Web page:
Playing Bloodroots, the upcoming brawler from Paper Cult Games, immediately reminds me of Hotline Miami. Instead of seizing assault rifles or knives, however, I’m given a wackier arsenal for my murder spree. Sometimes, these tools are obviously deadly and I sprint for them — like a Mario-esque Chain Chomp weapon that can rip enemies in half.
Other times, the weapon repertoire is completely unexpected. Early on, I learn that I can grab a fish from a camp site, pull it over a man’s head, and watch him run in circles in a blind panic.
Bloodroots, which is coming to Steam and consoles in 2019, puts me in the comfortable hiking boots of Mr. Wolf, a lumberjack with a need to kill. Bloodroots’ mechanics focus asks players to chain melee attacks together by grabbing everything within reach and using it to devastating, dramatic effect.
It’s less about getting the job done as fast as possible — although that’s certainly a goal — and more about enjoying the chaos of, say, blinding a man with a jug while I set a hay bale on fire and use it to chase down another poor sucker.
Everything around me is a weapon, but each tool can only take a limited number of hits. A carrot can dispatch an enemy well enough, but it only lasts for one hit. If I find an axe buried in a stump, that’s a sturdier weapon that can last for three hits. Other tools, like barrels or hay bales, have special properties. If I grab a barrel, I toss it on its side, climb aboard, and roll it forward with my momentum to crush everyone in my path.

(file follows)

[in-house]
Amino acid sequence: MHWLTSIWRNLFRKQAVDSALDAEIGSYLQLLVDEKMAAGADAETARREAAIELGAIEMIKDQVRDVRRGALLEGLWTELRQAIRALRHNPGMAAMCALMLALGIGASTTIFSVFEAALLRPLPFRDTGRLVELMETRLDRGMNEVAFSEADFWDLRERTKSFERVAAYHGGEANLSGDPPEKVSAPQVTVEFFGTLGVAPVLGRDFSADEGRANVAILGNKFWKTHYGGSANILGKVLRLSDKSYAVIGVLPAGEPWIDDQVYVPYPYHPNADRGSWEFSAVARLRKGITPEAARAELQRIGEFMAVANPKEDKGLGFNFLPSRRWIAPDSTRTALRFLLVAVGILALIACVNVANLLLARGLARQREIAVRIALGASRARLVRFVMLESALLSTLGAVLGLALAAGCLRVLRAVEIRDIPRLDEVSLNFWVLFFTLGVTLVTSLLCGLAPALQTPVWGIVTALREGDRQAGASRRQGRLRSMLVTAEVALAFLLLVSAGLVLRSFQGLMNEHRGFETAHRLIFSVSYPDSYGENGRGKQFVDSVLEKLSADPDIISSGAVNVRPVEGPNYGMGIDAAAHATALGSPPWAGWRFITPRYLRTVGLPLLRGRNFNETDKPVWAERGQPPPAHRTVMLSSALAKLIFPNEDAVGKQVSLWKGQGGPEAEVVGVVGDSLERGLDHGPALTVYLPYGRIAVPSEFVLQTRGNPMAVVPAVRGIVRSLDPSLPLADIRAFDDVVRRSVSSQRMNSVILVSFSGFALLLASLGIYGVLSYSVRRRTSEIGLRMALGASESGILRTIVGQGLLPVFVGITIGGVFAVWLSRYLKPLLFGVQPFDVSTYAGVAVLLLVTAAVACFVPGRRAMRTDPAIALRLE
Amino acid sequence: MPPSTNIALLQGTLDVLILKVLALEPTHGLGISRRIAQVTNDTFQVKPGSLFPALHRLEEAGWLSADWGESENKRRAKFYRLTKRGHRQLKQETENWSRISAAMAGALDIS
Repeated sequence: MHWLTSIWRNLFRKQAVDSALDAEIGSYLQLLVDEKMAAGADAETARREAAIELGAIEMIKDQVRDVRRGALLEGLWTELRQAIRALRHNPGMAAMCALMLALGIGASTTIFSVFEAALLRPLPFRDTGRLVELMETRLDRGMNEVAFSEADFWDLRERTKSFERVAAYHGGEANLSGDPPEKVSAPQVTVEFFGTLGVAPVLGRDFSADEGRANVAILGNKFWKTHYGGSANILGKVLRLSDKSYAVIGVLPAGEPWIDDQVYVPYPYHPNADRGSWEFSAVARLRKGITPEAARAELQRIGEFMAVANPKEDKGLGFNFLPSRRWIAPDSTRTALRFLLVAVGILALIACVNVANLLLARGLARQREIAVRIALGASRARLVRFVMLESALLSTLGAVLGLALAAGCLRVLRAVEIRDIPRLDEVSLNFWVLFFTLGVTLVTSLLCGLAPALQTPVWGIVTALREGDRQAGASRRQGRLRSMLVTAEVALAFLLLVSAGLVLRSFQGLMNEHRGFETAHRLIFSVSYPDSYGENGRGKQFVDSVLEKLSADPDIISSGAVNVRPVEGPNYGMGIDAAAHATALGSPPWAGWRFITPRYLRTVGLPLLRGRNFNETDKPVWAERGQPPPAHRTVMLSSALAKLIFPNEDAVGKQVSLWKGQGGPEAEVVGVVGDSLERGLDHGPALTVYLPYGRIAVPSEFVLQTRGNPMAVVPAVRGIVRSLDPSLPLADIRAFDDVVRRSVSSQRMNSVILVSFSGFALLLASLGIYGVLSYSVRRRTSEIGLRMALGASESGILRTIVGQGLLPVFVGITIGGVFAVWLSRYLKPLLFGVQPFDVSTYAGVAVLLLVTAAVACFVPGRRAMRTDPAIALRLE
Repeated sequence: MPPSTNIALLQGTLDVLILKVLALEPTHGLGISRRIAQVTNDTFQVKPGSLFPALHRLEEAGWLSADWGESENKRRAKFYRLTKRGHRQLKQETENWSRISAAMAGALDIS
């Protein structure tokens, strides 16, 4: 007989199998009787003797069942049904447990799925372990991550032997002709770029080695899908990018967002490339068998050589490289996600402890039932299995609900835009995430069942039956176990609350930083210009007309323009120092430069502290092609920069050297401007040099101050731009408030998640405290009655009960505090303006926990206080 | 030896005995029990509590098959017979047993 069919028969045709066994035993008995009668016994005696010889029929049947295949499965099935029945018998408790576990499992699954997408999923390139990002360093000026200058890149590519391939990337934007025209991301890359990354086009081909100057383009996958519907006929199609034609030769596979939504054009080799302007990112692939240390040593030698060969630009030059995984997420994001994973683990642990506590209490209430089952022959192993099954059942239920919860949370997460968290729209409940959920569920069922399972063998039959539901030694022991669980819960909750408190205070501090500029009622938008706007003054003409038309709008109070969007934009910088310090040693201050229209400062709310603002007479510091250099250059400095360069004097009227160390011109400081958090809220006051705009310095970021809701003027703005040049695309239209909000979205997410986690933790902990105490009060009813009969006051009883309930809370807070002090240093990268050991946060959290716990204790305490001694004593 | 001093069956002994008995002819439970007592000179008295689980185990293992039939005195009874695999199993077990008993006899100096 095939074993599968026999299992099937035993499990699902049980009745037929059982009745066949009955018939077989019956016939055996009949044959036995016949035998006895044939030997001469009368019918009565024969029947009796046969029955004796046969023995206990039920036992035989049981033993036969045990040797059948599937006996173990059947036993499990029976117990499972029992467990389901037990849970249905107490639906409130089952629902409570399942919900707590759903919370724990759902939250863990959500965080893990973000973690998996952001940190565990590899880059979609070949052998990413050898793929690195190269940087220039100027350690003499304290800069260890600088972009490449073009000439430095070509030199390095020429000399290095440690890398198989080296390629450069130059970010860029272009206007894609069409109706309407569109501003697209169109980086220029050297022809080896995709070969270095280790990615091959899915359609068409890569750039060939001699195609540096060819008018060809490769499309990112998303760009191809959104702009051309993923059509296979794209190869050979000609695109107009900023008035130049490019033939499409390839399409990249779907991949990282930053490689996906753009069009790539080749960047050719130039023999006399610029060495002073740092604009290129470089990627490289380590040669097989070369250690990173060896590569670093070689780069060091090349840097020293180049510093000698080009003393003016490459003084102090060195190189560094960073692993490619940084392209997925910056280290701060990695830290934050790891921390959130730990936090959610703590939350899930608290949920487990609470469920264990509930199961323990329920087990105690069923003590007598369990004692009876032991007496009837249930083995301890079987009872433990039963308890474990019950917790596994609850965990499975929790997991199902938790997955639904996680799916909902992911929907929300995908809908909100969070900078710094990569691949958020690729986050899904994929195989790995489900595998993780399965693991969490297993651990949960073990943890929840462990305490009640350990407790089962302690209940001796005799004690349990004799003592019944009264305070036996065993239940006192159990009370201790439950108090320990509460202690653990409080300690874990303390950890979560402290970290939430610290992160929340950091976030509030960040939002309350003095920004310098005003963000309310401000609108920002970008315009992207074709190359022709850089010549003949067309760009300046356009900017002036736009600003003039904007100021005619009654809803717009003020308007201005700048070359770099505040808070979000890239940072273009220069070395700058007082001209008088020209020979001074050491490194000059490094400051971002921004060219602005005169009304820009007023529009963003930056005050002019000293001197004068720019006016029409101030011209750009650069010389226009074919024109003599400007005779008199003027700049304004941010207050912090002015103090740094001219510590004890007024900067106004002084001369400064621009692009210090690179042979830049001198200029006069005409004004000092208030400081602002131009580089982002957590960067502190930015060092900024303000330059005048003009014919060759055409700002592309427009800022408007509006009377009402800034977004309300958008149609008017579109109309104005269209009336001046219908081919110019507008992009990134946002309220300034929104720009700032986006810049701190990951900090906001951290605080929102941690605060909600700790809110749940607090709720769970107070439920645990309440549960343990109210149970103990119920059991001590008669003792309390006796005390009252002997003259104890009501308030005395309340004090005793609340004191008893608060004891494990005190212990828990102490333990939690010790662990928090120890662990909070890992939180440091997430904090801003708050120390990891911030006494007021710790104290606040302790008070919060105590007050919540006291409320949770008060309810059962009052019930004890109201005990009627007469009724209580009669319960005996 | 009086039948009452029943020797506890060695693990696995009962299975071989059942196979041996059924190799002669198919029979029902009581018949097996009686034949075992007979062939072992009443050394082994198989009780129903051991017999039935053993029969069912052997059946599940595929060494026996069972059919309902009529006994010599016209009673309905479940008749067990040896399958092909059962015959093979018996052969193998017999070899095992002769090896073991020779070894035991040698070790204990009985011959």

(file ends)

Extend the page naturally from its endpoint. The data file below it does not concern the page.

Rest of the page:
“We made Bloodroots a bit like Quentin Tarantino makes his movies,” says Raph Toulouse, co-founder of Paper Cult Games. “It’s a patchwork or a collage of influences. The main one is Jackie Chan for the idea that everything is a weapon. Obviously Hotline Miami played a big part of the game, the loop of a fast paced action game. The setting is inspired by The Revenant with DiCaprio and the bear, and the art style is inspired by the background artists on Samurai Jack.”
There are projectile weapons in the game, but Paper Cult Games focused on melee weapons to encourage a certain gameplay loop. “We decided that we didn’t want the player to run away from enemies and hide in the corner. We wanted to force players to move towards enemies, always be hopping from one entity to the next.”
The limited durability of weapons, combined with the need to move forward, forces me to improvise. So I grab a sword, slash through enemies, seize a fence post, crack it over a goon’s head, run forward to grab an axe, jump up on a platform and start hewing through enemies on the high ground, then hop down to a cabin, grab a ladder, run it through an open flame, and whirl through a mob of lumberjacks with a spinning helicopter of fire.
Bloodroots is relentlessly stylish, bloody, and fun. Most impressively, losing a run can be as fun and satisfying as a victory. Paper Cult have captured the breathless exhilaration of pulling off a perfect combo in Hotline Miami so well, that even losing can be fun.
What’s fun about the failures is that they feel fair, and more importantly, they introduce enough chaos to keep things entertaining. It’s hard to be irritated when a barn gets overrun by blazing hay bales engulfing everything, including the corpses — and you watch as a swarm of lumberjacks rains down on you. It’s a legitimately funny situation, and the dynamic environments mean that these outcomes change slightly every time.
Bloodroots is due out in 2019; the exact release date has yet to be announced.